“Women’s Legacies and Women’s Philanthropy”
Remarks to the Women’s Giving Circle of the Heritage Fund – Community Foundation of Bartholomew County
Thank you so much for the warm welcome. I am just delighted to be back in Columbus and here at the beautiful Republic Building, now home to the J. Irwin Miller Architecture Program at Indiana University’s School of Art, Architecture + Design. In fact, the last time I was here, I stood almost in this very spot to participate in the dedication of this wonderfully repurposed building and the inauguration of the architecture program, named for one of the towering figures in the city of Columbus and indeed in the world of modern design and manufacturing. That was a great day for Indiana University and the city of Columbus, the culmination of a long-held vision of many people, and one that is sure to serve the state and the nation for generations to come.
I’m very grateful to Tracy Souza for inviting me to speak tonight, because it means I get to come back to Columbus and see many friends but more importantly, because I get to engage with you on topics about which I’m passionate: women’s philanthropy, women’s legacies, architecture, and Indiana University.
As a founding member of the Women’s Philanthropy program at IU and the Women’s Philanthropy Leadership Council that guides it, I’m sure we have common ground in our dedication to the role of philanthropy in improving communities and the quality of life for all.
THE CITY OF COLUMBUS
That dedication is certainly on display here in Columbus. As you know well, Columbus is not a large city, and not located in the hotbeds of architecture and design on the east and west coasts. Yet here it is, with 7 buildings on the National Register of Historic Places and a mecca for architecture students and buffs from all over the world.
Architecture is so multidisciplinary, with regard to not only math, engineering, and physics, but to culture, history, community, and art. Columbus reflects so many important elements of what defines greatness in an American city—in any city.
Significantly, most of the buildings that earned Columbus its designation and acclaim are public buildings – an elementary school, the city hall, the civic center, two extraordinary churches. And even more significant to my mind is that these buildings are not so much protected by local historic districts or city statutes; they are protected by the coming together of the people of Columbus who have created a culture of pride in their community and its ability to sustain a vision of the good society, over many years. People like you. Philanthropy is part of your civic heritage, deeply rooted in what it means to be a part of this city. The act of giving, preserving, and growing is something that Columbus is truly built upon.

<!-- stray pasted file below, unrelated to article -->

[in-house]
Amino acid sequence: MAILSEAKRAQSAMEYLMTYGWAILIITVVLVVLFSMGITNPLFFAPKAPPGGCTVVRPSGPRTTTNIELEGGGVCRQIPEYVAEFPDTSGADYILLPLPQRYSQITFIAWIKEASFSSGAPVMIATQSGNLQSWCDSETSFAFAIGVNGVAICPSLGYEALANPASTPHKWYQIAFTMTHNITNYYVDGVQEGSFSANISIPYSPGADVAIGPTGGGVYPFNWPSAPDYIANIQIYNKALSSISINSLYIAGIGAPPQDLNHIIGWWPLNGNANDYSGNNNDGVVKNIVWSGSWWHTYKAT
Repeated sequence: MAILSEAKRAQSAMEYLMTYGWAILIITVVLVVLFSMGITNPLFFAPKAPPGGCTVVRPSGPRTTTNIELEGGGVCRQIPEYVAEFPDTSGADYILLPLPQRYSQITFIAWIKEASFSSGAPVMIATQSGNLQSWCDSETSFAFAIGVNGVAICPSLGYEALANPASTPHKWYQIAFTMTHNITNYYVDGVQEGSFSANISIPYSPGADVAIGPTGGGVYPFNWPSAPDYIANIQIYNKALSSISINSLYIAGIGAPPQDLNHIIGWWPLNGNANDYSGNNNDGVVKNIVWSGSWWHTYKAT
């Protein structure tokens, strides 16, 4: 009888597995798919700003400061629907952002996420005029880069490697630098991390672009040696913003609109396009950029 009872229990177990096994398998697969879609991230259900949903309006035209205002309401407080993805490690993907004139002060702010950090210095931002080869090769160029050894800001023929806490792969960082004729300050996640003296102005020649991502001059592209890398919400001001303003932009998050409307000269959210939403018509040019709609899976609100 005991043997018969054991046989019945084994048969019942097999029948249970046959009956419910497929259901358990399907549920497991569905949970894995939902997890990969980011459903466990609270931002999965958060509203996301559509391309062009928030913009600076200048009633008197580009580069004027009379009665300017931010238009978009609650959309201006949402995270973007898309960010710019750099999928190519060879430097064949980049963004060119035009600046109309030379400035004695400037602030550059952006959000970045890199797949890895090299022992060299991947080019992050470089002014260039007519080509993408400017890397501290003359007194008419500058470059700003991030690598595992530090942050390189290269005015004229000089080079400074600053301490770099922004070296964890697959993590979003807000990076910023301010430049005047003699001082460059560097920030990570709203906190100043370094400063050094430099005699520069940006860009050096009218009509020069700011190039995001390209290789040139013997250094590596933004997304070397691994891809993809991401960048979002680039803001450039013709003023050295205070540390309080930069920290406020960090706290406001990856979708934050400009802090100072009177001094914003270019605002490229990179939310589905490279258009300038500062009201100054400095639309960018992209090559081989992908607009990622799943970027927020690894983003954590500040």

PHILANTHROPY IS AT THE HEART OF CIVIC LIFE
Philanthropy, which Robert Payton defined as “voluntary giving for the public good”, is integral to the quality of our lives and our societies. And it is integral to how the public sector functions and thrives. It takes a combination of selflessness and grit to truly bring about change in a meaningful way.
Of course, giving and volunteering are part of being human, something we likely all grew up with and that we can often take for granted. But I believe it is at the heart of what it means to be a citizen. In a world that feels increasingly transactional, voluntarily choosing to do something without a quid pro quo can be a profound act, certainly of generosity but it is also in a sense, an act of faith in the public order. And these profound acts take place at all levels, in sometimes the smallest of ways.
Many of our most significant social improvements have been driven not only through big grants and gifts of the very wealthy, but through the everyday acts of regular citizens engaged in helping neighbors; organizing fundraisers, campaigns, and marches; going on mission trips through faith organizations; dropping a dime in a can at the grocery store; and working to preserve historic buildings.
All of you engage in these activities and many more, and you are also choosing to combine your civic pride and your philanthropic passions by being part of the women’s Giving Circle of the Heritage Fund.
I think this is really noble work and I admire you all for committing to it.
WOMEN’S LEGACIES AND WOMEN’S PHILANTHROPY
I want to focus my remarks on how women’s philanthropy is continuing to change the world, and on the importance of women’s legacies.
Let me start with legacies, with the importance of telling women’s stories from the past as well as the present, not just because doing so fills out the historical narrative or even sometimes corrects the historical narrative, but because it changes how we think about our own roles in the here and now. And it prepares us for a future where we are increasingly in the forefront.
We don’t have to look far to see examples of women moving into leadership roles, running for office, starting and expanding businesses, and a host of other occupations that would have been unthinkable in the not too distant past. In 1960, a little more than 10% of women were the chief breadwinner in their families; that number is now 42%. Women currently hold 51% of personal wealth in the US, a percentage that is projected to grow over the next decade. This has huge implications not only for philanthropy but for how the economy and government work.
Faced with these implications and trends, it may seem counter-intuitive to advocate for paying more attention to history, but I think it is crucial if we want to fully grasp the nature of leadership and how we can help the generations coming behind us feel a sense of ownership for our collective future.